I truly believe that beauty is in in the eye of the beholder; that is, different people find different things attractive or beautiful. Some people will scoff, but I think beauty is relative to different countries and a perception of beauty differs between every single person, however slight or great. What is conventionally attractive in India (fair skin) is not conventionally attractive in the West anymore (tanned skin). Even then, to say that every single person of India’s population 1.3 billion believes fair skin is attractive would be false.

I suppose there will always be those people that everyone just looks at and thinks “Wow.” But it’s important to think that it won’t be everyone who thinks that. What was conventionally beautiful fifty years ago may not be conventionally beautiful today; and what is beautiful today may not be another fifty years. From this, therefore, we can learn that we should learn to accept all types of beauty; if we can learn to say that looks matter without forcing a desired look upon society, then we can go forward.




Not getting lost, late night snacks and drunken walks home: what clubbing is really like

Growing up in the Scottish Borders, house parties were the main places I went to drink and have a good time – so moving to Edinburgh and discovering clubbing was a totally new experience!

Now, I had watched videos on what clubbing was really like and taken it into account, but I still imagined it mainly to be what it appeared to be; a time to dress up, get drunk and have a super good time with no stress whatsoever. How wrong I was (well, about the stress part anyway!) Note: I am in no way trying to claim to be an expert in clubs – I’m really quite new to it all – this is just my experience of them.

When you’re a student, you’re pretty much needing to budget all the time, so a night out means good pre-drinks (enough to get you at least tipsy) so you don’t have to spend loads on buying drinks at the club; deciding what club to go to; deciding whether it’s worth getting a taxi or walking to that club; and when you finally get there, in some cases, trying to get in before you have to pay for entry!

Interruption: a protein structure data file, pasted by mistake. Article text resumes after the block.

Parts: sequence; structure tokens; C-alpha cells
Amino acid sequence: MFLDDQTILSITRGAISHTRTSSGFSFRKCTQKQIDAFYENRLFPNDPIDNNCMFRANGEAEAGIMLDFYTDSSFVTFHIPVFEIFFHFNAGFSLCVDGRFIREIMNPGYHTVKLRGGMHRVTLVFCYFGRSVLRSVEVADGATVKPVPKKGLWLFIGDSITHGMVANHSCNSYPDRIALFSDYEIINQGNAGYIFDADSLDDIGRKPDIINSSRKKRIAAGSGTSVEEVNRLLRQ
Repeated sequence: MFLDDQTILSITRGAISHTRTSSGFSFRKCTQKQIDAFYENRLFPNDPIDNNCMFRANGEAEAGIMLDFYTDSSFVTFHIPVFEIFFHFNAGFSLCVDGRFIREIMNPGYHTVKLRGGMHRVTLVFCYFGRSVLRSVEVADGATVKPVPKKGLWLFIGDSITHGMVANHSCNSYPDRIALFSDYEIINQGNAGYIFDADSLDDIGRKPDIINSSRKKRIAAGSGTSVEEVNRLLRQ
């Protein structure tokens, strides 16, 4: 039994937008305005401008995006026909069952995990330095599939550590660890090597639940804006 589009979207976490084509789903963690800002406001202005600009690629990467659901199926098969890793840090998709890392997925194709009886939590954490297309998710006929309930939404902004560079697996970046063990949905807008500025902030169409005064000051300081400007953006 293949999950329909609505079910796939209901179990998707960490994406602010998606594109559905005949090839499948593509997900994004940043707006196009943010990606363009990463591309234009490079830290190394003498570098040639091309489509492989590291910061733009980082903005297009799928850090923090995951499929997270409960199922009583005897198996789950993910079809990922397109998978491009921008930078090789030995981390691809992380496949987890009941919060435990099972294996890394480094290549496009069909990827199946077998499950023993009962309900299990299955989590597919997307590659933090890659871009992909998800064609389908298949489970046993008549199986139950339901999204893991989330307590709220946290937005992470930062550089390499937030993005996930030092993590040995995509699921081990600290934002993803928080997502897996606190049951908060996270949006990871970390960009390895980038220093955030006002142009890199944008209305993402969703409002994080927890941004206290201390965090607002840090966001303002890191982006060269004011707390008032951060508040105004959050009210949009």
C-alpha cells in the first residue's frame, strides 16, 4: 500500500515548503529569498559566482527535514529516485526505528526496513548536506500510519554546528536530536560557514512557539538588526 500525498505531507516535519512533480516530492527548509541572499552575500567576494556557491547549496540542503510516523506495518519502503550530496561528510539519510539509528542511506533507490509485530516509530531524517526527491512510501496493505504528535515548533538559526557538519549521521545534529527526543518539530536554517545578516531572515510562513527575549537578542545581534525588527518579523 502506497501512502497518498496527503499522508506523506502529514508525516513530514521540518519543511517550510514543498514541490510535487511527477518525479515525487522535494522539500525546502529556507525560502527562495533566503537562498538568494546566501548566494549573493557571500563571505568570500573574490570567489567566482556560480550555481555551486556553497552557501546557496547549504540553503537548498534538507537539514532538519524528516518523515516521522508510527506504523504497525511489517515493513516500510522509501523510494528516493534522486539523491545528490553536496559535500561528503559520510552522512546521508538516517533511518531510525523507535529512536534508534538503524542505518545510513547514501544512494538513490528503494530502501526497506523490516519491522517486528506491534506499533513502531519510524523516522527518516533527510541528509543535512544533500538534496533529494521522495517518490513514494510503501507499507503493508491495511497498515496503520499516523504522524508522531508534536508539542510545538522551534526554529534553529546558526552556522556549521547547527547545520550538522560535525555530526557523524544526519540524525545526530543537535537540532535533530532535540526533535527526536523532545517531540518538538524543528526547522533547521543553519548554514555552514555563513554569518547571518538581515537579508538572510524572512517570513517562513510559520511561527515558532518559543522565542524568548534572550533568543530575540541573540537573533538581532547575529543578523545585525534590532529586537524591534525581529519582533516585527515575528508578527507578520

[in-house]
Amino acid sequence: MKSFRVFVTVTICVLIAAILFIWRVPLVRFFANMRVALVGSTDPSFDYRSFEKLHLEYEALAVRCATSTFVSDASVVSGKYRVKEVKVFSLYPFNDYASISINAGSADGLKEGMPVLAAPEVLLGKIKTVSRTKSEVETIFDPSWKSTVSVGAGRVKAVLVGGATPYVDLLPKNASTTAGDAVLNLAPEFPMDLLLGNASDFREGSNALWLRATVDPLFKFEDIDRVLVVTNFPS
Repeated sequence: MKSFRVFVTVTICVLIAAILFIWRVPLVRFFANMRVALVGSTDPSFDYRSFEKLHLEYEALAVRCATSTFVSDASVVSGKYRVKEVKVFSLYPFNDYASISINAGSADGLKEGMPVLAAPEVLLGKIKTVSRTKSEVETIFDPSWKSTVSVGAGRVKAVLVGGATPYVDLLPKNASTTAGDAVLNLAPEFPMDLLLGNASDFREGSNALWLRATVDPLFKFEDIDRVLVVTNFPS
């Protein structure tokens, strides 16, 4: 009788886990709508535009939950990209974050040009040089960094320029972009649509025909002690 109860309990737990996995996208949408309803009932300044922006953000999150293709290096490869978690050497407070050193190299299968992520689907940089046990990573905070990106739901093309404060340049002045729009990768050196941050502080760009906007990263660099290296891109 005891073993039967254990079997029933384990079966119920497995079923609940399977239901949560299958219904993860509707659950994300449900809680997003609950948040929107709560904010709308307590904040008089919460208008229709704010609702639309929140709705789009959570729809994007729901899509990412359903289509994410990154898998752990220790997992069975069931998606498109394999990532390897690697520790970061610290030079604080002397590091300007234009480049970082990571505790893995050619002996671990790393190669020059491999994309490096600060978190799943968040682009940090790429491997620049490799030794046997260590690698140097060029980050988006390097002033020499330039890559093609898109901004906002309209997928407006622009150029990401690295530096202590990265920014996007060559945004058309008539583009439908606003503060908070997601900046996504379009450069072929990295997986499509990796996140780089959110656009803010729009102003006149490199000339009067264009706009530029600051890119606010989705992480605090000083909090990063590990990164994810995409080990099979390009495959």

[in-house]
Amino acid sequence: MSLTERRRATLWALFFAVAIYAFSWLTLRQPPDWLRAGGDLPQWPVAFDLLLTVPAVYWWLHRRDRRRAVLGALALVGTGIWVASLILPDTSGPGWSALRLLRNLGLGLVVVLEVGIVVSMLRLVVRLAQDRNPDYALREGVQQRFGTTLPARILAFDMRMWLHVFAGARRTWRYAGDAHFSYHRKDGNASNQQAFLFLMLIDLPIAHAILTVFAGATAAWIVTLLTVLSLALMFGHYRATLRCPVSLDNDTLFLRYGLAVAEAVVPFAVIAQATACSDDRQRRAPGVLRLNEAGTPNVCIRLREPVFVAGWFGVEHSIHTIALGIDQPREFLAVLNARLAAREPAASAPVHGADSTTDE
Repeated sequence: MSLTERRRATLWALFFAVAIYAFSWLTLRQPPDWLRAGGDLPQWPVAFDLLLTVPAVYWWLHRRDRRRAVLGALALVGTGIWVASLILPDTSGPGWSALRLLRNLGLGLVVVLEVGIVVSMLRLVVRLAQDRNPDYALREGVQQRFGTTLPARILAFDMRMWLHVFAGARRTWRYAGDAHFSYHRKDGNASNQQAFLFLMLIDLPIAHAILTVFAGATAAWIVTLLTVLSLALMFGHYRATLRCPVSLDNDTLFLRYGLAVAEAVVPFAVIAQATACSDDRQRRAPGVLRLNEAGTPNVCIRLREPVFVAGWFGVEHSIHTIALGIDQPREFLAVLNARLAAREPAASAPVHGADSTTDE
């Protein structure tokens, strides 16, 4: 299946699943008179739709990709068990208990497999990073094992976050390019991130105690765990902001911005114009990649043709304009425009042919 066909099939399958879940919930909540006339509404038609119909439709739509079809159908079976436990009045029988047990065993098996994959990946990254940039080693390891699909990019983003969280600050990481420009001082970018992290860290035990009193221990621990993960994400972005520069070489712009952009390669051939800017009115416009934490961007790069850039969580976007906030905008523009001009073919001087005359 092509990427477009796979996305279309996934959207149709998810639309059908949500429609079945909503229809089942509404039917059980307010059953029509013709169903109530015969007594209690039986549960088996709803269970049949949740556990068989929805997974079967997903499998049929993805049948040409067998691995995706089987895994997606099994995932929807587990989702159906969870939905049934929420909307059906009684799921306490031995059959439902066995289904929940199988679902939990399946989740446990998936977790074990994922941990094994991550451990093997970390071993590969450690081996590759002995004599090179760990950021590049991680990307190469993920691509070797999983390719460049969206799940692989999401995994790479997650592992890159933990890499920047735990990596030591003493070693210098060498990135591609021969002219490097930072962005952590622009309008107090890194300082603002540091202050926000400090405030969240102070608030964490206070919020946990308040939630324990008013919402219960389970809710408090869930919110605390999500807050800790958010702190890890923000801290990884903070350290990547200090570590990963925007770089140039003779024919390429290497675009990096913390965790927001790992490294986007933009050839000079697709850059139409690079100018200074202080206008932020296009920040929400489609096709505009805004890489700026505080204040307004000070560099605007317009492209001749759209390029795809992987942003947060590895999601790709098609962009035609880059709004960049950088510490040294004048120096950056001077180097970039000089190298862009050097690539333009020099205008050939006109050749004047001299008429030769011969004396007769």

This is all before you actually get into the club. Once you’re there, you have to decide whether you’re going to pay to lock your stuff away (and whether you can actually afford it) what drinks you’re getting; when to get up and start dancing (personally I just sort of go for it because I have no social conscience) and make sure you know where all your friends are! You know the types; the ones who get lost, the one who always finds a guy (I’ll leave this for another article).

Of course, once you’re drunk enough and everything is sorted, you can start to dance and have a good time; you’re not free of problems just yet though. There’s still the chance of getting awful blisters on your feet from those heels, guys getting the wrong impression because you smiled at them, disappearing friends, making sure your friends don’t get too drunk that you don’t get kicked out; making sure you don’t get too drunk so that you don’t get kicked out…

(So far I’ve been a massive spoil sport about clubbing, but I should say at this point that I promise clubbing is fun for a lot of people and that you shouldn’t let this put you off!)

Once the clubs close, you may think the night is over…but not just yet. You may discover 3am as a potential new eating time as you head to your local chippy or kebab shop for a snack (or even a whole meal as I have seen). Getting drunk and then dancing for hours can make you very hungry so definitely be prepared to spend some money on some chips. After this you will either get a taxi home or have a fun drunken walk back, which can be surprisingly fun when your mates are just as smashed as you are.

When you’re home, there may be after drinks or if you’re easily tired like me, you’ll head to bed! If you’re lucky enough you could wake up with no hangover (I have a flatmate who has yet to have one) but for many of us, you wake up with a pain to your head, a dry throat and achy body…or all three. Time for lots of water, food and rest!

If you’re a club virgin and reading this, I’m sorry if I have scared you. This is meant to be a guide of what to expect more than anything else! Clubbing can be great fun with the right people, the right club and good budgeting; if you end up with none of those three, the worst is you’ll have a bad night and know better next time. Of course, clubbing isn’t for everyone and that’s ok to; there are plenty more ways to have fun at University.


Check out my last article on 5 quick energy boosts for University here.




Welcome to my blog everyone!

My name is Vaishnavi and I am an eighteen year old student currently attending the University of Edinburgh studying English Language and Literature. I love to read, write (obviously) and snack endlessly on bourbon biscuits and more recently, dark chocolate digestives.

I have always loved writing stories, but also love writing persuasive pieces and articles and decided to give blogging a go. I can’t promise any regularity quite yet – and this is just a hobby for now – however I plan to give it my all!

On this blog you can expect to see opinionated pieces about current affairs or strong views of mine, general findings and tips on student life and possibly some creative writing.

I hope you enjoy reading my blog posts as much as I enjoy writing them!